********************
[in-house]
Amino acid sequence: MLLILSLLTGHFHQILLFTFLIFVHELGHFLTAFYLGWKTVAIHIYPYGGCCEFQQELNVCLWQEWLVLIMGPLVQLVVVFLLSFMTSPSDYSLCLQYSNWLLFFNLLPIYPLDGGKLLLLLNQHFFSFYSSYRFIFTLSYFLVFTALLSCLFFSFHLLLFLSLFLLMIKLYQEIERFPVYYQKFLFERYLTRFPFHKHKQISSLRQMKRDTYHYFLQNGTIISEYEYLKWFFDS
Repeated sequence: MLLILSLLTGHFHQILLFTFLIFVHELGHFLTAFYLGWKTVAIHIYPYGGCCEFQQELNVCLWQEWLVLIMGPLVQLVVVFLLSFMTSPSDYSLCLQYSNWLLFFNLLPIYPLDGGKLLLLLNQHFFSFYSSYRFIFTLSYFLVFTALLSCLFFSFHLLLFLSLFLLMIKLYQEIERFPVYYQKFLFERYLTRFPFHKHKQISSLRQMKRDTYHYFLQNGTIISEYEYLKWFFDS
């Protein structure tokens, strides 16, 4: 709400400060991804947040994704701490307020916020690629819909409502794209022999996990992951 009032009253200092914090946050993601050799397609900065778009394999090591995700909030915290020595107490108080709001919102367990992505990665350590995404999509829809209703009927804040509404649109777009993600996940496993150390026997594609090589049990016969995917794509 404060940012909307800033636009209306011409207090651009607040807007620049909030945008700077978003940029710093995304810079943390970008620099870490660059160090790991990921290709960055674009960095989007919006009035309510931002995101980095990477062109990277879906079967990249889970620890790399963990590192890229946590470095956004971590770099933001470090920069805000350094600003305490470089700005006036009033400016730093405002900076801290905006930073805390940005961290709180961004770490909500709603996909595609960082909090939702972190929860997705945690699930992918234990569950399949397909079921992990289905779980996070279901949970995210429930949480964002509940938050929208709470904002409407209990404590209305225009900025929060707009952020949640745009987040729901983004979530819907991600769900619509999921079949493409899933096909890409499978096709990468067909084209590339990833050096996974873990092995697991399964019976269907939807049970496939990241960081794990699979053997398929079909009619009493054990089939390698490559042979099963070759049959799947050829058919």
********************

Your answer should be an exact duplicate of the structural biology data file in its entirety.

[in-house]
Amino acid sequence: MLLILSLLTGHFHQILLFTFLIFVHELGHFLTAFYLGWKTVAIHIYPYGGCCEFQQELNVCLWQEWLVLIMGPLVQLVVVFLLSFMTSPSDYSLCLQYSNWLLFFNLLPIYPLDGGKLLLLLNQHFFSFYSSYRFIFTLSYFLVFTALLSCLFFSFHLLLFLSLFLLMIKLYQEIERFPVYYQKFLFERYLTRFPFHKHKQISSLRQMKRDTYHYFLQNGTIISEYEYLKWFFDS
Repeated sequence: MLLILSLLTGHFHQILLFTFLIFVHELGHFLTAFYLGWKTVAIHIYPYGGCCEFQQELNVCLWQEWLVLIMGPLVQLVVVFLLSFMTSPSDYSLCLQYSNWLLFFNLLPIYPLDGGKLLLLLNQHFFSFYSSYRFIFTLSYFLVFTALLSCLFFSFHLLLFLSLFLLMIKLYQEIERFPVYYQKFLFERYLTRFPFHKHKQISSLRQMKRDTYHYFLQNGTIISEYEYLKWFFDS
């Protein structure tokens, strides 16, 4: 709400400060991804947040994704701490307020916020690629819909409502794209022999996990992951 009032009253200092914090946050993601050799397609900065778009394999090591995700909030915290020595107490108080709001919102367990992505990665350590995404999509829809209703009927804040509404649109777009993600996940496993150390026997594609090589049990016969995917794509 404060940012909307800033636009209306011409207090651009607040807007620049909030945008700077978003940029710093995304810079943390970008620099870490660059160090790991990921290709960055674009960095989007919006009035309510931002995101980095990477062109990277879906079967990249889970620890790399963990590192890229946590470095956004971590770099933001470090920069805000350094600003305490470089700005006036009033400016730093405002900076801290905006930073805390940005961290709180961004770490909500709603996909595609960082909090939702972190929860997705945690699930992918234990569950399949397909079921992990289905779980996070279901949970995210429930949480964002509940938050929208709470904002409407209990404590209305225009900025929060707009952020949640745009987040729901983004979530819907991600769900619509999921079949493409899933096909890409499978096709990468067909084209590339990833050096996974873990092995697991399964019976269907939807049970496939990241960081794990699979053997398929079909009619009493054990089939390698490559042979099963070759049959799947050829058919």